Friday, February 18, 2011

Although I have been mainly reading my five poets I've taken a few detours.

One of which is  a 14th century Gaelic poem: Lament for Fearchar Ò Mail Chiaráin. It's in a book I have called The Triumph Tree: Scotland's earliest poetry AD 550 - 1350.
It's a father's lament for his son who it seems was a poet who went off to Ireland for a poetry tour and was killed there. It's a longish poem, 48 quartrain verses. Gripping stuff, I was in tears by the end of it. A beautiful poem with some startling images/similes -

Mail Chiaráin, my fresh fruit,
my lime-washed sun-house, my branch of nuts. '

A powerful poem -

' No one's sermons can sink in
for the sleek white-voiced branch.
'Everyone grieves for their sons',
what use for any to tell me?

It seems my sense is no use,
with me, grief-struck on his track;
like pale froth on a cold ford,
I'm a sad shade, listless, sapped.

Grief for Ò Mail Chiaráin's in my frame,
I'm sent astray by his death.
Though I've not died from it on his grave,
why should not clay cover my flesh?'

6 comments:

Elizabeth Rimmer said...

Powerful stuff!

An Honest Man said...

Who did the translation to English?

Marion McCready said...

Thomas Owen Clancy, I was impressed with the translation - not the usual dry academic translation.

Roxana said...

it made me think of one of my favourite bits of poetry ever, from the Epic of Gilgamesh (sorry for the long quote, but i can't leave anything aside):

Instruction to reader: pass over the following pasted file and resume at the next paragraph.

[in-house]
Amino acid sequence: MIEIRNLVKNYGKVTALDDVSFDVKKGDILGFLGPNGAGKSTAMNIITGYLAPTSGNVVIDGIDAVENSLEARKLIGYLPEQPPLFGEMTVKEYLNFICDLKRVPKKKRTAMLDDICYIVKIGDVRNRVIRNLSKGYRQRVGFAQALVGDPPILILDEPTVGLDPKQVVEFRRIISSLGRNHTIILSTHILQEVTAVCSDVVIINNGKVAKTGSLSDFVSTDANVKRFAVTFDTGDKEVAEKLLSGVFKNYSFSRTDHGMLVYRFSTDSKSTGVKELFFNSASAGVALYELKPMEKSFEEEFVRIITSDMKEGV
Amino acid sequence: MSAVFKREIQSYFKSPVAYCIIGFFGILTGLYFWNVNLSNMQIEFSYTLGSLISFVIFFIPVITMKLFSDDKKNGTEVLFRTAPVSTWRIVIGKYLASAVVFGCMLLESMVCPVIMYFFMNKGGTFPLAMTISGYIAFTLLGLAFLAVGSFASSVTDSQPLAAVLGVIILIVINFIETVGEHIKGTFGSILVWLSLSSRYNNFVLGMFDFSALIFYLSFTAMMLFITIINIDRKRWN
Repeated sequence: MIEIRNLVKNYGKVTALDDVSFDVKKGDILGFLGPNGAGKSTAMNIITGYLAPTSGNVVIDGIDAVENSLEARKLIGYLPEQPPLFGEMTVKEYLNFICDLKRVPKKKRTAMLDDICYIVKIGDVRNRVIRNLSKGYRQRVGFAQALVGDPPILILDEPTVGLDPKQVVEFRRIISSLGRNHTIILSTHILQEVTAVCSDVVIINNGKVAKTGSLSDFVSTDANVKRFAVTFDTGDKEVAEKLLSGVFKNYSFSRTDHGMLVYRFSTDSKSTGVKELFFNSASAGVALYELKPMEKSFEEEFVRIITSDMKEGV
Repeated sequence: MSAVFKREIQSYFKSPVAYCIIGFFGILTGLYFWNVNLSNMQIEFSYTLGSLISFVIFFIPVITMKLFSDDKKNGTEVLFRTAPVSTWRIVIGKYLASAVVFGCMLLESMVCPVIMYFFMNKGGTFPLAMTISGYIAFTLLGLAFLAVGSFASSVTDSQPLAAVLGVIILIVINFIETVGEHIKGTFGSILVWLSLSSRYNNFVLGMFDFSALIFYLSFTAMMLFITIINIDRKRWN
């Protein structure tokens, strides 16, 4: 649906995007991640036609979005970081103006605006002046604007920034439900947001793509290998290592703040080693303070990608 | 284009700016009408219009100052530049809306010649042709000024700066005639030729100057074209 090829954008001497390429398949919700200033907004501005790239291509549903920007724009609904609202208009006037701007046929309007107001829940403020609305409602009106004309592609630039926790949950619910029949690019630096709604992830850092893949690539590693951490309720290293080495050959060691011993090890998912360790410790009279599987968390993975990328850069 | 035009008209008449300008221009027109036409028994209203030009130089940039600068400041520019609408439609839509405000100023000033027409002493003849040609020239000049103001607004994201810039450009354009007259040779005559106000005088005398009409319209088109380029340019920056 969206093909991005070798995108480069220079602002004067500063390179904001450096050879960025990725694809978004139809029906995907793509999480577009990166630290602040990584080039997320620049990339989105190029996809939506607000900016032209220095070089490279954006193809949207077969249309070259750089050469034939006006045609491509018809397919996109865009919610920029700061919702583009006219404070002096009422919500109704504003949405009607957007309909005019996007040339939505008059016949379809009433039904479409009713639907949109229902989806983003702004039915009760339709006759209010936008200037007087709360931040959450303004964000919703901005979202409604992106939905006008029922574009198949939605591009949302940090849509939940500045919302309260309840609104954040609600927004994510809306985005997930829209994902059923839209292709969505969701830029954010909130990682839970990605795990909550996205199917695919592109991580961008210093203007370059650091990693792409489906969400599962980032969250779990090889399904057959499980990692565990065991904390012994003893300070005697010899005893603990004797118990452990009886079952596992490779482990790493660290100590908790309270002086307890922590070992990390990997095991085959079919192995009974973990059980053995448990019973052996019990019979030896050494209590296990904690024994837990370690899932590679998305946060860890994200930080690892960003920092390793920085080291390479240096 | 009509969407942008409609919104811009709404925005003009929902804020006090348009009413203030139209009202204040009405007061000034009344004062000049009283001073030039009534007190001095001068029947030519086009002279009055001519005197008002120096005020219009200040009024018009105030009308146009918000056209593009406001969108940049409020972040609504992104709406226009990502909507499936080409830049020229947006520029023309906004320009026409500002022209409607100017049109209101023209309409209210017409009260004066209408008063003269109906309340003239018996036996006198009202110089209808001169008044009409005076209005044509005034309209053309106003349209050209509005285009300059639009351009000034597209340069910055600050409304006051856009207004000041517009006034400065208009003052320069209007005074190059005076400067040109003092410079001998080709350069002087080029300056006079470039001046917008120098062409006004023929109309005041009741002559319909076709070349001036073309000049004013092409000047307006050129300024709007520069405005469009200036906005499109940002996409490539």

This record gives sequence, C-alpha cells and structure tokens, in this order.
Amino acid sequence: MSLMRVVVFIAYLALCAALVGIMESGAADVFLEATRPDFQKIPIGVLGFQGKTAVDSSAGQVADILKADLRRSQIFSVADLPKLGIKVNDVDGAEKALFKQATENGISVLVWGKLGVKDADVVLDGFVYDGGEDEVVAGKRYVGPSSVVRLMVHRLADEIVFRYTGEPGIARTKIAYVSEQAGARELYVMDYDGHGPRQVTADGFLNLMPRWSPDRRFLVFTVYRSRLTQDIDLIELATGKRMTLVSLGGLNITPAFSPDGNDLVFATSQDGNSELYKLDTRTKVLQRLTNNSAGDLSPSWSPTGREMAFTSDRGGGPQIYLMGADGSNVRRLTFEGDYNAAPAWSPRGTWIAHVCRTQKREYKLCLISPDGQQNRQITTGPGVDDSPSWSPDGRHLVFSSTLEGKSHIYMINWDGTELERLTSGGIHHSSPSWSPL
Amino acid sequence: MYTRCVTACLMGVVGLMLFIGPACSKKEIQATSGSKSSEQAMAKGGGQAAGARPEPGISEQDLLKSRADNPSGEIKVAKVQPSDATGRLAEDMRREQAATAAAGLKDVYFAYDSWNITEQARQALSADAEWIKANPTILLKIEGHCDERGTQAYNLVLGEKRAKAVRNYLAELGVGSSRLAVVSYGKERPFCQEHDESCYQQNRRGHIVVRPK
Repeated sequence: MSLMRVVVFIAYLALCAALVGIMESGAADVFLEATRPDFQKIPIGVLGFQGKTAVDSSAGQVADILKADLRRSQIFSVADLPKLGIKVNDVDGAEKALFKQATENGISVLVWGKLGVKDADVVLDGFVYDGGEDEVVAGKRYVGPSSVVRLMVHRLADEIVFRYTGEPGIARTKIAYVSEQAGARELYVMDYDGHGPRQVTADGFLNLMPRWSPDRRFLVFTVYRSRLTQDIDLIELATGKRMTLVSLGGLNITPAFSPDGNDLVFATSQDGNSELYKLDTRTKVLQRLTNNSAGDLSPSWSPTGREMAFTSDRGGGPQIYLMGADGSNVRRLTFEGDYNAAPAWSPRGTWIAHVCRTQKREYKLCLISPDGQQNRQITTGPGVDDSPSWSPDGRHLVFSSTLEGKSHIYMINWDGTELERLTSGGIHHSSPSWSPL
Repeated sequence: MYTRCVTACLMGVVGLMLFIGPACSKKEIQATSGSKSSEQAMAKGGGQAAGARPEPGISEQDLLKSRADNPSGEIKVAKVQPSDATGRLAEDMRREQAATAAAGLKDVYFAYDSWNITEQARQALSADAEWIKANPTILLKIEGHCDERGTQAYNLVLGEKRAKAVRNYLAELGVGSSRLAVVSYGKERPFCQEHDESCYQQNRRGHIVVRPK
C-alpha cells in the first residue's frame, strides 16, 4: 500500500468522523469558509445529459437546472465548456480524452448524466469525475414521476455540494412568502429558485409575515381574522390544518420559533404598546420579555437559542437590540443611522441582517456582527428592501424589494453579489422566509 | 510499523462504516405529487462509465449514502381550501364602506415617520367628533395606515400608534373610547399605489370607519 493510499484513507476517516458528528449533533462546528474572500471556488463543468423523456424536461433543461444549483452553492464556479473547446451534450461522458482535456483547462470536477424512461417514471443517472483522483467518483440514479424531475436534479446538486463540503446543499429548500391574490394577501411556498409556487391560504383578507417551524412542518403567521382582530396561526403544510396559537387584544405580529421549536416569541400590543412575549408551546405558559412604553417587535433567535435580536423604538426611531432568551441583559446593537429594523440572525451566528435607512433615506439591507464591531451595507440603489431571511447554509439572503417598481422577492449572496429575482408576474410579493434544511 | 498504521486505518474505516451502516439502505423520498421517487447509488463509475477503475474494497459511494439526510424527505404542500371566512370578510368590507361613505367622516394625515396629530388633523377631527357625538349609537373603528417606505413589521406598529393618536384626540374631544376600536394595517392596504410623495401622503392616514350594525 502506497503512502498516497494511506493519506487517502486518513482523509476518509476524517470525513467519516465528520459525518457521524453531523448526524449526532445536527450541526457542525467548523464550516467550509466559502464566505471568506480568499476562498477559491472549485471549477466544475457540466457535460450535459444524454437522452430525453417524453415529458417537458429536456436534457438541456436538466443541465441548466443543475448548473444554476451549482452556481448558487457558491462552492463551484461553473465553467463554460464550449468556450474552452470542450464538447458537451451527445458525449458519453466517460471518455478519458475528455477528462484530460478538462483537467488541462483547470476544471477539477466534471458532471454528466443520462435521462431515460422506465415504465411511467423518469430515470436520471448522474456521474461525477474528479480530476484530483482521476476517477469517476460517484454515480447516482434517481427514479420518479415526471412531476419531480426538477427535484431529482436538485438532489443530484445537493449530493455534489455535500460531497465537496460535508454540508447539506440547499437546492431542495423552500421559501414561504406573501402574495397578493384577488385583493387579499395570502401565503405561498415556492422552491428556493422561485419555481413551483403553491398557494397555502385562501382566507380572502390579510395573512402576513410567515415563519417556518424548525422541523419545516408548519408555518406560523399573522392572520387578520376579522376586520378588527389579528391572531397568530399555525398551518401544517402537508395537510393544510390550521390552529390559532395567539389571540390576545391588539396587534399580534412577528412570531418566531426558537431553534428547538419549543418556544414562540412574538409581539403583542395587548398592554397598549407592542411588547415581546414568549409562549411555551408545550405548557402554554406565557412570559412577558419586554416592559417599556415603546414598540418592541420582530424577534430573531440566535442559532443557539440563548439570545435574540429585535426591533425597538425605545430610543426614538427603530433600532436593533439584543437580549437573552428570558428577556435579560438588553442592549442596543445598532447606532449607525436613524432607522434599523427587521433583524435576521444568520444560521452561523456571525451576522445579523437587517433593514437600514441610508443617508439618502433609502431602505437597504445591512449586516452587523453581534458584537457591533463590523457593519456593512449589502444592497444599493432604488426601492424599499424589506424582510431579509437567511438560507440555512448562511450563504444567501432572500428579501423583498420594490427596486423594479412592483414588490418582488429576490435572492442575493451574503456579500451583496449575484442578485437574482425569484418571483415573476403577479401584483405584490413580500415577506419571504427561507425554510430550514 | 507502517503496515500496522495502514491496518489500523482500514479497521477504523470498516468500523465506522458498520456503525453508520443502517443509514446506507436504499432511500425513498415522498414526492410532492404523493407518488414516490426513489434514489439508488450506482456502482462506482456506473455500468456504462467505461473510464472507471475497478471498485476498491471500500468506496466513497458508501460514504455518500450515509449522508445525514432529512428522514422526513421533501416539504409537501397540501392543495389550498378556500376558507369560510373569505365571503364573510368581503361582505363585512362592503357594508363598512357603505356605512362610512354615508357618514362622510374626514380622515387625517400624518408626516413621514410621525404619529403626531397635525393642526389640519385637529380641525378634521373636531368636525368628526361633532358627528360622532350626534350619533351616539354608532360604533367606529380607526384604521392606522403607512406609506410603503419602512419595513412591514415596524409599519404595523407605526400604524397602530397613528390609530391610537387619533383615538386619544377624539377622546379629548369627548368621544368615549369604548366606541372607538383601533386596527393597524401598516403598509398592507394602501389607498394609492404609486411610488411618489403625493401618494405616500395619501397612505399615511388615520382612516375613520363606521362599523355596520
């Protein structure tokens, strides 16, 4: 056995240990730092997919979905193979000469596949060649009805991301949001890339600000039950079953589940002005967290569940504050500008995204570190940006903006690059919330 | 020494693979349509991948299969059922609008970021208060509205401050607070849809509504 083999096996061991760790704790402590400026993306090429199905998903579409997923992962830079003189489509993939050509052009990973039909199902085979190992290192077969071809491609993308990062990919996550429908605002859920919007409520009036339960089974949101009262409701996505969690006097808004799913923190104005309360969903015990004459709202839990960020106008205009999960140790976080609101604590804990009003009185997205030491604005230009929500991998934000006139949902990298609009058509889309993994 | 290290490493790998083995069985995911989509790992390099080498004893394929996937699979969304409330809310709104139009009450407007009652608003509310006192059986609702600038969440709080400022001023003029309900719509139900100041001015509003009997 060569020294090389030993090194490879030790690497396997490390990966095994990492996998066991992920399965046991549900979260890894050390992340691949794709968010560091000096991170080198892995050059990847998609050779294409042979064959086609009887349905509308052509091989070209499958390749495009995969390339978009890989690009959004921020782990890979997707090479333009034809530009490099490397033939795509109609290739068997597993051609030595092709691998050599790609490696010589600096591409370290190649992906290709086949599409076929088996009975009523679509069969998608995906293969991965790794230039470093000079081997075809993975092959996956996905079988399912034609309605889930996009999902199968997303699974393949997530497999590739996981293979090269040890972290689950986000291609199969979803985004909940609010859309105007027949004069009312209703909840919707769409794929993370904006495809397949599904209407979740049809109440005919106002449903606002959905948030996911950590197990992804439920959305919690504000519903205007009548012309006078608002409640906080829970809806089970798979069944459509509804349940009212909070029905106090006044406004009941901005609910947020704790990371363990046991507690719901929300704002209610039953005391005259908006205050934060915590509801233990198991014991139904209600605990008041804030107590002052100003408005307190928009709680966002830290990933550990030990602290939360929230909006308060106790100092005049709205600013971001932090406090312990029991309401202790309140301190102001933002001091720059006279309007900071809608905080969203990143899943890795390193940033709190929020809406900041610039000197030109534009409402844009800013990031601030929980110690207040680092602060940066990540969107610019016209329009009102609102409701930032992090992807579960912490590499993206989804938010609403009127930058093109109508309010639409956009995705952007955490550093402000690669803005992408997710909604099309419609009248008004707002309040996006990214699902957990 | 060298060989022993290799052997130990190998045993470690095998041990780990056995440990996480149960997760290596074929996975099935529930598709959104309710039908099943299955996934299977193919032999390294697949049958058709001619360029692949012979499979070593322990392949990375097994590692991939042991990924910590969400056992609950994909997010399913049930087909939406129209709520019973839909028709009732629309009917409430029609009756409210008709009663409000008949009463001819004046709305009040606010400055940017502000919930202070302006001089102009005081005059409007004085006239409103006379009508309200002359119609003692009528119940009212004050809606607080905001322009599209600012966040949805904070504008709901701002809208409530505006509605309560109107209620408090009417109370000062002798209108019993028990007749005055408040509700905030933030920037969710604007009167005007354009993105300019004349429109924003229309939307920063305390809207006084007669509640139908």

I'll cry now, citizens of Uruk, and you
will finally hear what no one else
has ever had the nerve to say in sorrow.
I was family and friend to Enkidu and I shall
fill the woodlands where we stalked with loud, sad sobs today.
I cry now, Enkidu, like some crazed woman. I howl.
I screech for you because you were the ax upon my belt
and the bow in my weak hand; the sword within my sheath,
the shield that covered me in battle; my happiest robe,
the finest clothes I ever wore,
the ones that made me look best in the eyes of the world.

That is what you were; that is what you'll always be
What devil came to take you off from me?
Brother, you chased down the strongest mule,
the swiftest horse on mountains high,
the quickest panthers in the flatlands.
And they in turn will weep for you.
Birds in the air cry aloud.
Fish in the lake gather together near the shore.
What else heeds this sorrow?
The leaves of the trees and the paths you loved
in the forest grow dark.
Night itself murmurs and so too does the day.
All the eyes of the city that once saw your kind face begin to weep.
Why? Because you were my brother and you died.

Enkidu can move no more.
Enkidu can lift his head no more.
"Now there is a sound throughout the land
that can mean only one thing.
I hear the voice of grief and I know that you have been taken
somewhere by death.
Weep. Let the roads we walked together flood themselves
with tears.
Let the beasts we hunted cry out for this:
the lion and the leopard, the tiger and the panther.
Let their strength be put into their tears.

Let the cloud-like mountain where you killed
the guardian of woodland treasures
place grief upon its sky-blue top.
Let the river which soothed our feet overflow its banks
as tears do that swell and rush across my dusty cheeks.
Let the clouds and stars race swiftly with you into death.
Let the rain that makes us dream
tell the story of your life tonight.
Who mourns for you now, Brother?
Everyone who knew you does.

Marion McCready said...

I can see why it would remind you of this, wonderful piece, haven't read The epic of Gilgamesh for years!

swiss said...

i meant to say it's been ages since i read the triumph tree but what a cracking book it is. i must see if i can come by a copy again.